Dragon’s breath on Dhaka? Bangladesh's growing Chinese rendezvous worries India
Frequent visits by Chinese “special envoys” to Bangladesh, with the latest being to discuss the Rohingya refugee repatriation issue, has raised eyebrows in Delhi and heightened suspicions that Beijing is close to a silent diplomatic coup of running away with India’s most trusted ally in South Asia.
Chinese special envoy Deng Xijun held long meetings with Foreign Minister Dr AK Abdul Momen and Foreign Secretary Masud Bin Momen on the Rohingya issue on Monday (July 31).
China oversaw the tripartite agreement involving Bangladesh and Myanmar for the repatriation of Rohingya refugees back to their homeland in the Rakhine State from where they fled in tens of thousands, especially after the August 2017 military crackdown, to escape “ethnic cleansing”.
With no guarantee of citizenship and safety in their homeland, no Rohingya has gone back so far. United Nations agencies and some western countries have also maintained that the situation is not conducive for Rohingyas to return to Myanmar.
Tips to handle US?
Chinese special envoy Deng Xijun earlier visited Bangladesh on April 6 and discussed the repatriation issue. That visit happened on the eve of Momen’s visit to Washington to hold a dialogue with his US counterpart, Secretary of State Anthony Blinken.
“Though Momen later said Xijun’s visit was to discuss the Rohingya issue, we have good reasons to believe China was providing Bangladesh with a brief to handle the US,” said Sukharanjan Dasgupta, author on Bangladesh.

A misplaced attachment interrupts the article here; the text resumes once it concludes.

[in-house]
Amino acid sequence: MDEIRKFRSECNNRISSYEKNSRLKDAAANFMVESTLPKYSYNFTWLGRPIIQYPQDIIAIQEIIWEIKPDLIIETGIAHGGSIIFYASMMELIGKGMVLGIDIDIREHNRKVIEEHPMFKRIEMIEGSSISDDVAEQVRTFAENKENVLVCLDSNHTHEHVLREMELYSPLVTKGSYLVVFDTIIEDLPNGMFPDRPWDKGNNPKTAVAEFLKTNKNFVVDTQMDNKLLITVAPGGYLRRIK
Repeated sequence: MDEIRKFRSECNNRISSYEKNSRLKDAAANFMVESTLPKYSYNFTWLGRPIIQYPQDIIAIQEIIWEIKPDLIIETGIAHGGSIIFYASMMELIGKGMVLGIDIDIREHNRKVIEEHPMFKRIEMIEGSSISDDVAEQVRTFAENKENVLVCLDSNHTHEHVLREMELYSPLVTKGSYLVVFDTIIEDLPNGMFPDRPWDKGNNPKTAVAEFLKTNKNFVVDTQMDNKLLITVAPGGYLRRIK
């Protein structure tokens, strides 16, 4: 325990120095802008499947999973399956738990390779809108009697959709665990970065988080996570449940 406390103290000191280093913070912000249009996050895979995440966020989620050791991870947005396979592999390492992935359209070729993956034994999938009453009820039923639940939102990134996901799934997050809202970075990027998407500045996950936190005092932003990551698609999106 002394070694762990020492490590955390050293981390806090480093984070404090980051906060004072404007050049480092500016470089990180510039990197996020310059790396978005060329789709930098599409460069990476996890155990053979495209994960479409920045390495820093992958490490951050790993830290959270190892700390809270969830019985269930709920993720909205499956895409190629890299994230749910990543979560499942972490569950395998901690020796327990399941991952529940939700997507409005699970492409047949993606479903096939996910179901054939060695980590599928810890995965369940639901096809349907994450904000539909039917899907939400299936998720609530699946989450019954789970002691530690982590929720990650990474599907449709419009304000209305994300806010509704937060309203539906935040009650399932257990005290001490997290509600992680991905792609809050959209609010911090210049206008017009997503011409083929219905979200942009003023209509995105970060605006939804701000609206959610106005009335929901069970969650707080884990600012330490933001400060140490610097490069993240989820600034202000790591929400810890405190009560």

He said senior diplomats have told him that since Momen became foreign minister after the last polls, Chinese and Pakistani influence has grown in Dhaka, and their diplomats enjoy more access to top leaders, including Prime Minister Sheikh Hasina, compared to Indian diplomats.
“Momen made a gaffe when he said he had requested Indian leaders during a Delhi visit to ensure Awami League’s return to power. It raised questions over the Delhi-Dhaka special relationship but that he has managed to survive says a lot about the political equations in Dhaka,” said a senior diplomat with a long tenure in Bangladesh who asked not to be named.
The “Dorbesh coterie”
Momen is one of the nine ministers in the Sheikh Hasina Cabinet who form what is now known as the “Dorbesh coterie” — meaning the close supporters of Hasina’s most powerful adviser Salman Fazlur Rahman. The coterie controls all important portfolios like finance, home, information, foreign affairs, water resources, energy, and infotech. Even the PM’s son, Sajeeb Wazed Joy, is said to be in a business partnership with Salman and his son Shayon.